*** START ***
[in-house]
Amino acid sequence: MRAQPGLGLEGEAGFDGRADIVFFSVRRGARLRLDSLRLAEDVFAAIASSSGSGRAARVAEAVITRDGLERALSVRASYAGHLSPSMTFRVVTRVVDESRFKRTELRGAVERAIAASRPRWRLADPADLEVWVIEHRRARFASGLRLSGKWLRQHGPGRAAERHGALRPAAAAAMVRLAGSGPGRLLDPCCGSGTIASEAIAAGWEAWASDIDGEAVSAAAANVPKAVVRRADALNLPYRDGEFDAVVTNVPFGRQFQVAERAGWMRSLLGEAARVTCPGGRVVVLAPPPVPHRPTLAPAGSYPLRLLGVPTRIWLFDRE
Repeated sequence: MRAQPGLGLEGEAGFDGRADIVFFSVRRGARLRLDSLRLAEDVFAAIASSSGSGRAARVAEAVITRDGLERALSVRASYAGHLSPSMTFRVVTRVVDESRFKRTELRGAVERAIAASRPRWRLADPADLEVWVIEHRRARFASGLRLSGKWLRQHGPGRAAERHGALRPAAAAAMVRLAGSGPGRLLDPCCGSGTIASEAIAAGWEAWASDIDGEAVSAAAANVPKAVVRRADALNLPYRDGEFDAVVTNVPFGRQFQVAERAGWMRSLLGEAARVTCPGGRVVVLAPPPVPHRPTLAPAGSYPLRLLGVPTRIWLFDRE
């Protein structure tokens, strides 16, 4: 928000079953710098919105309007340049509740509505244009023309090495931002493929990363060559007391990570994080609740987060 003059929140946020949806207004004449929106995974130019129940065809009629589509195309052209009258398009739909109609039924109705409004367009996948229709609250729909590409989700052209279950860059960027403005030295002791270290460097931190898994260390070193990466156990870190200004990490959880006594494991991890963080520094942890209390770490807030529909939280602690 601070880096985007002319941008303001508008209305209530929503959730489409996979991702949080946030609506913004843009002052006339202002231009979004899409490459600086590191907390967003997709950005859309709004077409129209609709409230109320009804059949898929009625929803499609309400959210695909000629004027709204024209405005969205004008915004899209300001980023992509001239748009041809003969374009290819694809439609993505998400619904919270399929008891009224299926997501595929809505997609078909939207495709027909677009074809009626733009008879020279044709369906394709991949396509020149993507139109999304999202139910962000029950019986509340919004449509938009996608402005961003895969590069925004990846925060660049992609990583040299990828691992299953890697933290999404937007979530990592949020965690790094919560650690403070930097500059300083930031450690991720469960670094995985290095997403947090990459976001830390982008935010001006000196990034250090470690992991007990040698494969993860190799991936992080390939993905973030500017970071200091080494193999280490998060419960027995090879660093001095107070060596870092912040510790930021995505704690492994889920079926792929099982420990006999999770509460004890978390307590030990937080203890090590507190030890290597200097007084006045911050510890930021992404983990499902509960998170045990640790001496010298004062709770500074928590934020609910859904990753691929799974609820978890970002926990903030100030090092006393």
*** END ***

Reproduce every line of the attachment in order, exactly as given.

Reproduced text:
[in-house]
Amino acid sequence: MRAQPGLGLEGEAGFDGRADIVFFSVRRGARLRLDSLRLAEDVFAAIASSSGSGRAARVAEAVITRDGLERALSVRASYAGHLSPSMTFRVVTRVVDESRFKRTELRGAVERAIAASRPRWRLADPADLEVWVIEHRRARFASGLRLSGKWLRQHGPGRAAERHGALRPAAAAAMVRLAGSGPGRLLDPCCGSGTIASEAIAAGWEAWASDIDGEAVSAAAANVPKAVVRRADALNLPYRDGEFDAVVTNVPFGRQFQVAERAGWMRSLLGEAARVTCPGGRVVVLAPPPVPHRPTLAPAGSYPLRLLGVPTRIWLFDRE
Repeated sequence: MRAQPGLGLEGEAGFDGRADIVFFSVRRGARLRLDSLRLAEDVFAAIASSSGSGRAARVAEAVITRDGLERALSVRASYAGHLSPSMTFRVVTRVVDESRFKRTELRGAVERAIAASRPRWRLADPADLEVWVIEHRRARFASGLRLSGKWLRQHGPGRAAERHGALRPAAAAAMVRLAGSGPGRLLDPCCGSGTIASEAIAAGWEAWASDIDGEAVSAAAANVPKAVVRRADALNLPYRDGEFDAVVTNVPFGRQFQVAERAGWMRSLLGEAARVTCPGGRVVVLAPPPVPHRPTLAPAGSYPLRLLGVPTRIWLFDRE
């Protein structure tokens, strides 16, 4: 928000079953710098919105309007340049509740509505244009023309090495931002493929990363060559007391990570994080609740987060 003059929140946020949806207004004449929106995974130019129940065809009629589509195309052209009258398009739909109609039924109705409004367009996948229709609250729909590409989700052209279950860059960027403005030295002791270290460097931190898994260390070193990466156990870190200004990490959880006594494991991890963080520094942890209390770490807030529909939280602690 601070880096985007002319941008303001508008209305209530929503959730489409996979991702949080946030609506913004843009002052006339202002231009979004899409490459600086590191907390967003997709950005859309709004077409129209609709409230109320009804059949898929009625929803499609309400959210695909000629004027709204024209405005969205004008915004899209300001980023992509001239748009041809003969374009290819694809439609993505998400619904919270399929008891009224299926997501595929809505997609078909939207495709027909677009074809009626733009008879020279044709369906394709991949396509020149993507139109999304999202139910962000029950019986509340919004449509938009996608402005961003895969590069925004990846925060660049992609990583040299990828691992299953890697933290999404937007979530990592949020965690790094919560650690403070930097500059300083930031450690991720469960670094995985290095997403947090990459976001830390982008935010001006000196990034250090470690992991007990040698494969993860190799991936992080390939993905973030500017970071200091080494193999280490998060419960027995090879660093001095107070060596870092912040510790930021995505704690492994889920079926792929099982420990006999999770509460004890978390307590030990937080203890090590507190030890290597200097007084006045911050510890930021992404983990499902509960998170045990640790001496010298004062709770500074928590934020609910859904990753691929799974609820978890970002926990903030100030090092006393």